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I have two vectors (arrays) of values. One vector represents a variable whose values are between 0 and 1 (ratio-type variable). The other vector represents a variable whose values are continuous float numbers. So, I have the following questions:

1) To calculate the correlation coefficient between these two variables (either Pearson or Spearman) do I need to normalize (scale) them? 2) Which kind of normalization method is suitable/recommended for each of them? (mapping to 0-mean and 1 standard deviation, or mapping between 0 and 1, or L2 norm or what)?

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    $\begingroup$ Correlations of any kind automatically adjust for differing location and scale of variables, so any kind of linear scaling is unnecessary, but harmless. But if you are asking this then more study of standard text or internet sources to be clear on what correlations are seems indicated! $\endgroup$ – Nick Cox Nov 24 '14 at 13:34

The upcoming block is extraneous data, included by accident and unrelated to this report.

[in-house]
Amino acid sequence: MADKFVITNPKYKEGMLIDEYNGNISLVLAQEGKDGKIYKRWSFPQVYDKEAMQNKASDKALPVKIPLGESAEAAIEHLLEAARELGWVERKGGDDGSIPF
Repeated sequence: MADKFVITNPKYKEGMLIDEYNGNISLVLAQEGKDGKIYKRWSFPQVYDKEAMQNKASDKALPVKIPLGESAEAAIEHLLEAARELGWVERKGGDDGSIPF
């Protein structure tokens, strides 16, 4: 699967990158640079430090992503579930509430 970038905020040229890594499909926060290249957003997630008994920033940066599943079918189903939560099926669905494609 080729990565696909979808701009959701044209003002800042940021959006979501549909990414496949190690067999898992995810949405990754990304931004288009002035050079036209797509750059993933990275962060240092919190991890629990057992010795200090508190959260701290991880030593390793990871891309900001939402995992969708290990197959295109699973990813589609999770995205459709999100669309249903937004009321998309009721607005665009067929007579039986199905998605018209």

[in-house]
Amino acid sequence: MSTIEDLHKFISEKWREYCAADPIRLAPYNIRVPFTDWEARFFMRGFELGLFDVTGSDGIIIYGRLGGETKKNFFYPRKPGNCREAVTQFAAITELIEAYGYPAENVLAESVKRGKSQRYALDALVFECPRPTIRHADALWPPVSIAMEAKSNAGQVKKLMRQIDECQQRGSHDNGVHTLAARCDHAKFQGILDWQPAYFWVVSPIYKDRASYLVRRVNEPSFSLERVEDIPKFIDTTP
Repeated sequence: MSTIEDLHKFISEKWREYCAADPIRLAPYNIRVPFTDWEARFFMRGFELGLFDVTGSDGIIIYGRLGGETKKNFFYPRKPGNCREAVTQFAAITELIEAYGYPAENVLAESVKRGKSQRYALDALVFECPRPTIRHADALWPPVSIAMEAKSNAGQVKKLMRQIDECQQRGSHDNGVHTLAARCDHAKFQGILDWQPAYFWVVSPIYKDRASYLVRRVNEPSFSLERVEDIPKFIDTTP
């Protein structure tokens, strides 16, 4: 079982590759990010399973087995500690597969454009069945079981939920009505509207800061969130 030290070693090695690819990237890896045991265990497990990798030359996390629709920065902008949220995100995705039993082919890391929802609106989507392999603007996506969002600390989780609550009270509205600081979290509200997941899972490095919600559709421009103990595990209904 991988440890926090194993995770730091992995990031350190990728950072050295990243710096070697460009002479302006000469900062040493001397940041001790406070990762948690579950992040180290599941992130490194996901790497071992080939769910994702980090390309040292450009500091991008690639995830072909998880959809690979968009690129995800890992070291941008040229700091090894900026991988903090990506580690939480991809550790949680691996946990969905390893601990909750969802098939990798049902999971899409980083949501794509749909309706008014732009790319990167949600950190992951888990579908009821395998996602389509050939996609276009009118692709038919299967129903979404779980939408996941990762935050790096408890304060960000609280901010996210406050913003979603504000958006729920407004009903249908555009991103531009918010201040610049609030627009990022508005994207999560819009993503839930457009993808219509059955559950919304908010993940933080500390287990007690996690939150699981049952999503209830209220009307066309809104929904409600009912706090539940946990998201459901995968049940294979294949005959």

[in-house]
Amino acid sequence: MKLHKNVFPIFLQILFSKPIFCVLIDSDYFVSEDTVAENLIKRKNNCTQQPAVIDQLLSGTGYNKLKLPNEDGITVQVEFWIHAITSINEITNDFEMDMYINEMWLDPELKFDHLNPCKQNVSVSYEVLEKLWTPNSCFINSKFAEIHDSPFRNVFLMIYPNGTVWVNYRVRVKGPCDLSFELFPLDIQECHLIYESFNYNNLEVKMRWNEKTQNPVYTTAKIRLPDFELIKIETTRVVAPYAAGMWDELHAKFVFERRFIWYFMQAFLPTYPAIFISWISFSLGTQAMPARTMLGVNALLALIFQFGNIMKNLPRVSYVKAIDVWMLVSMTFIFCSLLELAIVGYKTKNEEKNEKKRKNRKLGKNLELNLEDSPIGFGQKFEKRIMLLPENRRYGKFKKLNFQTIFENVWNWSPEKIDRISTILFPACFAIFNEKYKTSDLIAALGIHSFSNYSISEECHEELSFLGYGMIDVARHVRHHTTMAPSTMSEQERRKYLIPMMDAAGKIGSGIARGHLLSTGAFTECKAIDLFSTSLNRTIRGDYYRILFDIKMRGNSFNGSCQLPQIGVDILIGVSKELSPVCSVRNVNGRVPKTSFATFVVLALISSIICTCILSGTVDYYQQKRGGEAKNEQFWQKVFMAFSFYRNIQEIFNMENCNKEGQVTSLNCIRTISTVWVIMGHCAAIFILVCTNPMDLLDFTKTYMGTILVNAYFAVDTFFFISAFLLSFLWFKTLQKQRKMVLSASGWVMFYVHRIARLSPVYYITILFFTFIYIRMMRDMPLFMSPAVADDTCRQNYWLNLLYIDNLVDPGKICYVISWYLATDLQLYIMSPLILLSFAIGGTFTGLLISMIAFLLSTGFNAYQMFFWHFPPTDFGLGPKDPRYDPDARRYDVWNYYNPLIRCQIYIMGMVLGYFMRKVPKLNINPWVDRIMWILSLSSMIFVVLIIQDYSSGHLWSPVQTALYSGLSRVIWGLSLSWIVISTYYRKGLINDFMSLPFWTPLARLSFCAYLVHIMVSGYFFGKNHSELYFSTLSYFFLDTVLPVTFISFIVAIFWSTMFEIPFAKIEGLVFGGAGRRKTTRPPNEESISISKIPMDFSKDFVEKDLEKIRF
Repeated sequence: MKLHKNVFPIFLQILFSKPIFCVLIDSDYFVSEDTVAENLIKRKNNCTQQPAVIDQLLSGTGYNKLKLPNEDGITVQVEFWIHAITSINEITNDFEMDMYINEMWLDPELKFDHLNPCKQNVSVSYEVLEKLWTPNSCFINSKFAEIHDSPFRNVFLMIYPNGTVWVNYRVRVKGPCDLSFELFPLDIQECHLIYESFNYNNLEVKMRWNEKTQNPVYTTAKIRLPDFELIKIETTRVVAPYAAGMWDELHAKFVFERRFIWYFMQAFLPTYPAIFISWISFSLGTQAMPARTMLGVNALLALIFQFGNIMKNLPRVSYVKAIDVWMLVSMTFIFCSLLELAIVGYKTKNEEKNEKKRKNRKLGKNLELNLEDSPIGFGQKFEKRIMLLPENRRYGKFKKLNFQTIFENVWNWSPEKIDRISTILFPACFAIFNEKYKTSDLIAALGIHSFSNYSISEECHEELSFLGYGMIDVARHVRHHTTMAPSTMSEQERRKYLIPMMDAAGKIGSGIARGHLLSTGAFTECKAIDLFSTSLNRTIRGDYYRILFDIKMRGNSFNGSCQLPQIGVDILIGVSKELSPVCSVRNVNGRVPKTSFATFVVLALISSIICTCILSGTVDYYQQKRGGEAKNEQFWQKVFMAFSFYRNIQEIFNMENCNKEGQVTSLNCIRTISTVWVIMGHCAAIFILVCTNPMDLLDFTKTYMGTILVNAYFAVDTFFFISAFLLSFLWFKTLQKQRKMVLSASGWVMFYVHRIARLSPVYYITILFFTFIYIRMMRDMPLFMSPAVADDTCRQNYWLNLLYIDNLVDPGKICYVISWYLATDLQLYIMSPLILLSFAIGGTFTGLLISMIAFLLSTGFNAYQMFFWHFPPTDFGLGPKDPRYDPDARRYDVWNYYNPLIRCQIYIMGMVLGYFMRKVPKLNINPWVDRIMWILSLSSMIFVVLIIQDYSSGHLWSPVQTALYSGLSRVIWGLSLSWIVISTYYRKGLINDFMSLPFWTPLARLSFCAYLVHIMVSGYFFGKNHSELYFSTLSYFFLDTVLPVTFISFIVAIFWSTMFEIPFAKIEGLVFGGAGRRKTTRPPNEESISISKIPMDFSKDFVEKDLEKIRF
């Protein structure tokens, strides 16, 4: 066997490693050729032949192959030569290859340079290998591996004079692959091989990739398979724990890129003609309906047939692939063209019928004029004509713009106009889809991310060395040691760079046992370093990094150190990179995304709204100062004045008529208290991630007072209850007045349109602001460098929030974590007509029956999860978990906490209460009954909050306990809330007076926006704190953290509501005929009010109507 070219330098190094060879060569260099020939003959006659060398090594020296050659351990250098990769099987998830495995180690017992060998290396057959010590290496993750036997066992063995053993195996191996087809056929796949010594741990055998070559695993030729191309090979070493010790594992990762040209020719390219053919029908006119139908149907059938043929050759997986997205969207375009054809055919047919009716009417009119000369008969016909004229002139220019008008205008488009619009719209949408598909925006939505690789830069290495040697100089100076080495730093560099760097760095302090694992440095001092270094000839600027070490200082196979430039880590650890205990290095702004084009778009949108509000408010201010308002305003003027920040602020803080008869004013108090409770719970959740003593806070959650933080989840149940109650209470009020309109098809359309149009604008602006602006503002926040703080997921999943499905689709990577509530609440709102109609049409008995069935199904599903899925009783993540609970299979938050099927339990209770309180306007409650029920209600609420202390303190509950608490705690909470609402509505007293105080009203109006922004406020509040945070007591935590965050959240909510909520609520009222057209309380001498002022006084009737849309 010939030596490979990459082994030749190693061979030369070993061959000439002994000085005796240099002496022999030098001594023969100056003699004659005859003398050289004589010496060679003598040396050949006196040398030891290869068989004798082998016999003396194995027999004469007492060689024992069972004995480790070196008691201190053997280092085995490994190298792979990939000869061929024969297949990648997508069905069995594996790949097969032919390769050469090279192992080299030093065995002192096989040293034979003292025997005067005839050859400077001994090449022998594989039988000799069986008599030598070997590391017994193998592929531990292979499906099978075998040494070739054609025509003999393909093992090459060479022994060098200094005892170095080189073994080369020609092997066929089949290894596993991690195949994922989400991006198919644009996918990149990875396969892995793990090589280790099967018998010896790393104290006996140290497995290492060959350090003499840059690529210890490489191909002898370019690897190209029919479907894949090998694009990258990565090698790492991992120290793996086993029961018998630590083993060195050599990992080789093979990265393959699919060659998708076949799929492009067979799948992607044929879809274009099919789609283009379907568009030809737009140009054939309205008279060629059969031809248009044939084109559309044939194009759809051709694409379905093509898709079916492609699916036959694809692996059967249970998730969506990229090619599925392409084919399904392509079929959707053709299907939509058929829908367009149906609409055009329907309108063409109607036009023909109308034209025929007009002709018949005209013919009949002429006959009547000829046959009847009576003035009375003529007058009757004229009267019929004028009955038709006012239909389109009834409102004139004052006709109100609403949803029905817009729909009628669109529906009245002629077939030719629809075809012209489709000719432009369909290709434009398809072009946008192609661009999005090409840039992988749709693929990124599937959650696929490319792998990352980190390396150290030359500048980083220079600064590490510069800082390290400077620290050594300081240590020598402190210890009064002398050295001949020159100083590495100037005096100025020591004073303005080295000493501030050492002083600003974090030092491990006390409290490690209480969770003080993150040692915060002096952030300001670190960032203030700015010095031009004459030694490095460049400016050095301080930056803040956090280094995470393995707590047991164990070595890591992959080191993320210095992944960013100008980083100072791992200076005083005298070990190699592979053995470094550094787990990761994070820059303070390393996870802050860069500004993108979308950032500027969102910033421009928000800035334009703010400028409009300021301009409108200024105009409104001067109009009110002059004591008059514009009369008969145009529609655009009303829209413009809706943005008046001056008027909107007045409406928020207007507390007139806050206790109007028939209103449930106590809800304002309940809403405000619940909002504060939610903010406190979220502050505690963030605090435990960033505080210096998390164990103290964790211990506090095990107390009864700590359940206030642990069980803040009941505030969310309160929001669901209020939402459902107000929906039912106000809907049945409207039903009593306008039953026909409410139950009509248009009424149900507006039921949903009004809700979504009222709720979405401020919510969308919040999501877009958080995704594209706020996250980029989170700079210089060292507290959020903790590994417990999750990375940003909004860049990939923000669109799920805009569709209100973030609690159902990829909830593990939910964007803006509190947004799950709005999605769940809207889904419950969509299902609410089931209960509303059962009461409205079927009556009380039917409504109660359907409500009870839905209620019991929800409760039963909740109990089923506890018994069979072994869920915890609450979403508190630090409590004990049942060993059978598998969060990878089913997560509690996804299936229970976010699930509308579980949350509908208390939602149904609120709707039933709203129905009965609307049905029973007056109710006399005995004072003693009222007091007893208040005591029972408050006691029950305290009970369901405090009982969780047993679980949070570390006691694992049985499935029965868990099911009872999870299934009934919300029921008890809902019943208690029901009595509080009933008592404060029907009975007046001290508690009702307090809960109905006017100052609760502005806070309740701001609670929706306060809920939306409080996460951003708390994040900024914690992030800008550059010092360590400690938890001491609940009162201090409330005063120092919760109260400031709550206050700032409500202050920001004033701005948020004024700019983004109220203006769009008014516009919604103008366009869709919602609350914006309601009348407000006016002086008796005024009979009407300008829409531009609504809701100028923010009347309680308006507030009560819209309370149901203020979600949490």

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The answer depends on what exactly you're interested in. If you're only interested in whether there is a monotonic relationship between the two variables, use Spearman's rank correlation coefficient. Moreover, as Nick Cox says in his comment, any kind of linear scaling is unnecessary.

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  • $\begingroup$ The phrasing of your answer implies that some other correlation does require normalization. Was that the intent, or not? $\endgroup$ – Glen_b Nov 25 '14 at 7:35
  • $\begingroup$ It wasn't, thanks for pointing that out. I've rephrased it. $\endgroup$ – John Manak Nov 25 '14 at 8:28
  • $\begingroup$ My statement was informal but I had in mind that some linear rescalings reverse ranks and so can change the sign of correlations. That was why I chose the word "harmless" as presumably that should not be surprising to the user, but I didn't say "did not affect". $\endgroup$ – Nick Cox Nov 25 '14 at 10:18

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